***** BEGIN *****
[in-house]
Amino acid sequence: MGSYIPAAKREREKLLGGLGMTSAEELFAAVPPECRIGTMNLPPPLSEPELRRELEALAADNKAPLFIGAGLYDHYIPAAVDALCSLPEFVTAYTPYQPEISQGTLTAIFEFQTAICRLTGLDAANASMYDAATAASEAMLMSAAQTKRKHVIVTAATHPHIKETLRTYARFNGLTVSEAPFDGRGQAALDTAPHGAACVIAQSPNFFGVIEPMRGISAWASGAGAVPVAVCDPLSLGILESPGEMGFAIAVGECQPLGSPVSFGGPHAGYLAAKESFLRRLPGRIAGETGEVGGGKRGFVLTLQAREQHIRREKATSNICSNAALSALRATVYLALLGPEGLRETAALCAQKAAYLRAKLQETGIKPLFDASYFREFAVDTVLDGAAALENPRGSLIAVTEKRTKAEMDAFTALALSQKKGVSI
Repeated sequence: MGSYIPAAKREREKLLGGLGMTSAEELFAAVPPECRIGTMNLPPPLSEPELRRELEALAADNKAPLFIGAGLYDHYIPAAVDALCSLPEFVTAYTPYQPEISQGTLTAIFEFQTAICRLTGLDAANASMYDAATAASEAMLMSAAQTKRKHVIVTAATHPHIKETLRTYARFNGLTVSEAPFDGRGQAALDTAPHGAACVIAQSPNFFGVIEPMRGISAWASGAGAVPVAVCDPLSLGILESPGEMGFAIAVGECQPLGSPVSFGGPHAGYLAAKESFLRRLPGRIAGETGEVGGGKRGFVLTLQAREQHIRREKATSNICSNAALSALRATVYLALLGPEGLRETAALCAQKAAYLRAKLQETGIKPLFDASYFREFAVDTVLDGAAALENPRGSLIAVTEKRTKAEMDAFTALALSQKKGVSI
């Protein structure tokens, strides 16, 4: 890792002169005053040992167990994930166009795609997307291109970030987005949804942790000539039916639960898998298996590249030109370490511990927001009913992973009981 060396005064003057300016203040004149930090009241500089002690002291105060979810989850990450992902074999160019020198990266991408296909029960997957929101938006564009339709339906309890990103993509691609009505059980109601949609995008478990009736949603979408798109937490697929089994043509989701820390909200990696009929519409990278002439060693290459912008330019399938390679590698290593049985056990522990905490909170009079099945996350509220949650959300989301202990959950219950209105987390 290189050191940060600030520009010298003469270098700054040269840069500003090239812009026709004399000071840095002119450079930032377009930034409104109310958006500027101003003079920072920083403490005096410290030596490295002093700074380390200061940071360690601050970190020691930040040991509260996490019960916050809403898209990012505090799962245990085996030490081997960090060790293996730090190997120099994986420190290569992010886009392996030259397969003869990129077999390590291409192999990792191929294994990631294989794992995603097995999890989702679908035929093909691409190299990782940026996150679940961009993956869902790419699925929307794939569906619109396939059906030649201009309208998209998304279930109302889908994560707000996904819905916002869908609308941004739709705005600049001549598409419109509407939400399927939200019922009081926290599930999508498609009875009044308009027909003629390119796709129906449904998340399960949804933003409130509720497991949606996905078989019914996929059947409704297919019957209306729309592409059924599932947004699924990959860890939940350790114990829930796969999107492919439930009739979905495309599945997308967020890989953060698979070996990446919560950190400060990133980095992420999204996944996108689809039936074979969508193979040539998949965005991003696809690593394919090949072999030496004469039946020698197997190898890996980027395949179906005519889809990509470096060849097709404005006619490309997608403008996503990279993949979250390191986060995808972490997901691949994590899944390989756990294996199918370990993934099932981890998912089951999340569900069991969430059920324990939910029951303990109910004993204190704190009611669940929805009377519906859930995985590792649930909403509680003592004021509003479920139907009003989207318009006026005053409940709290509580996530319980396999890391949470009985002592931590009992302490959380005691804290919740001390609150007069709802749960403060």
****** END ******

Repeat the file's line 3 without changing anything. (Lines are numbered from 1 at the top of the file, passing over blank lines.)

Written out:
Repeated sequence: MGSYIPAAKREREKLLGGLGMTSAEELFAAVPPECRIGTMNLPPPLSEPELRRELEALAADNKAPLFIGAGLYDHYIPAAVDALCSLPEFVTAYTPYQPEISQGTLTAIFEFQTAICRLTGLDAANASMYDAATAASEAMLMSAAQTKRKHVIVTAATHPHIKETLRTYARFNGLTVSEAPFDGRGQAALDTAPHGAACVIAQSPNFFGVIEPMRGISAWASGAGAVPVAVCDPLSLGILESPGEMGFAIAVGECQPLGSPVSFGGPHAGYLAAKESFLRRLPGRIAGETGEVGGGKRGFVLTLQAREQHIRREKATSNICSNAALSALRATVYLALLGPEGLRETAALCAQKAAYLRAKLQETGIKPLFDASYFREFAVDTVLDGAAALENPRGSLIAVTEKRTKAEMDAFTALALSQKKGVSI